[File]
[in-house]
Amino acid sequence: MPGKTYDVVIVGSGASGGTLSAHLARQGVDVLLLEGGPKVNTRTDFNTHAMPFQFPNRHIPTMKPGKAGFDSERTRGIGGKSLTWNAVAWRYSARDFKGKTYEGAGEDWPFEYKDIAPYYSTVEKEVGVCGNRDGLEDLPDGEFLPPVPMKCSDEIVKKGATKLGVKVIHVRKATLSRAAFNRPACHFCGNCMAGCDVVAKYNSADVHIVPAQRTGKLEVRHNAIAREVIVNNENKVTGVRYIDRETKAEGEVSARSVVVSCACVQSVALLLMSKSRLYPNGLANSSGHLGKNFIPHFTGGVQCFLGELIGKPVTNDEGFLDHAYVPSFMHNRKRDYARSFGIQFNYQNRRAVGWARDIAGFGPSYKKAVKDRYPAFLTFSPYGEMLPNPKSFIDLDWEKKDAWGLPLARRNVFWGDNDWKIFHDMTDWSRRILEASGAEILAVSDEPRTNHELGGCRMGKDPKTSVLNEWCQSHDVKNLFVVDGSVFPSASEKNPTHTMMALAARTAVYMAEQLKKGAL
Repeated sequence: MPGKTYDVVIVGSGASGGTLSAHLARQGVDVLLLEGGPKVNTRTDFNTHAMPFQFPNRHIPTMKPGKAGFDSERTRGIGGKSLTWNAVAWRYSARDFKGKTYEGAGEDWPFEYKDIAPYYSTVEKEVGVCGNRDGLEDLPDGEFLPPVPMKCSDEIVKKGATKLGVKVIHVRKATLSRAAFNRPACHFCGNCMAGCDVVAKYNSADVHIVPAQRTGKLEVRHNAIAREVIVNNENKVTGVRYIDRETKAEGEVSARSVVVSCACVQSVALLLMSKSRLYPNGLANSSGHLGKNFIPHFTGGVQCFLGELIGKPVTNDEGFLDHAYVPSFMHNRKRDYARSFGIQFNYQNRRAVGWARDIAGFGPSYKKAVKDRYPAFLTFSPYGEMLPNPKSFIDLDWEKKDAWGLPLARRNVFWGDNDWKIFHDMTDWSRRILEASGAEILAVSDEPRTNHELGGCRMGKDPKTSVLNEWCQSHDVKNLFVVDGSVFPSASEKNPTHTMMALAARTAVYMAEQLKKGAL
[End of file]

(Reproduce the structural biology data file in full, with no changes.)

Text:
[in-house]
Amino acid sequence: MPGKTYDVVIVGSGASGGTLSAHLARQGVDVLLLEGGPKVNTRTDFNTHAMPFQFPNRHIPTMKPGKAGFDSERTRGIGGKSLTWNAVAWRYSARDFKGKTYEGAGEDWPFEYKDIAPYYSTVEKEVGVCGNRDGLEDLPDGEFLPPVPMKCSDEIVKKGATKLGVKVIHVRKATLSRAAFNRPACHFCGNCMAGCDVVAKYNSADVHIVPAQRTGKLEVRHNAIAREVIVNNENKVTGVRYIDRETKAEGEVSARSVVVSCACVQSVALLLMSKSRLYPNGLANSSGHLGKNFIPHFTGGVQCFLGELIGKPVTNDEGFLDHAYVPSFMHNRKRDYARSFGIQFNYQNRRAVGWARDIAGFGPSYKKAVKDRYPAFLTFSPYGEMLPNPKSFIDLDWEKKDAWGLPLARRNVFWGDNDWKIFHDMTDWSRRILEASGAEILAVSDEPRTNHELGGCRMGKDPKTSVLNEWCQSHDVKNLFVVDGSVFPSASEKNPTHTMMALAARTAVYMAEQLKKGAL
Repeated sequence: MPGKTYDVVIVGSGASGGTLSAHLARQGVDVLLLEGGPKVNTRTDFNTHAMPFQFPNRHIPTMKPGKAGFDSERTRGIGGKSLTWNAVAWRYSARDFKGKTYEGAGEDWPFEYKDIAPYYSTVEKEVGVCGNRDGLEDLPDGEFLPPVPMKCSDEIVKKGATKLGVKVIHVRKATLSRAAFNRPACHFCGNCMAGCDVVAKYNSADVHIVPAQRTGKLEVRHNAIAREVIVNNENKVTGVRYIDRETKAEGEVSARSVVVSCACVQSVALLLMSKSRLYPNGLANSSGHLGKNFIPHFTGGVQCFLGELIGKPVTNDEGFLDHAYVPSFMHNRKRDYARSFGIQFNYQNRRAVGWARDIAGFGPSYKKAVKDRYPAFLTFSPYGEMLPNPKSFIDLDWEKKDAWGLPLARRNVFWGDNDWKIFHDMTDWSRRILEASGAEILAVSDEPRTNHELGGCRMGKDPKTSVLNEWCQSHDVKNLFVVDGSVFPSASEKNPTHTMMALAARTAVYMAEQLKKGAL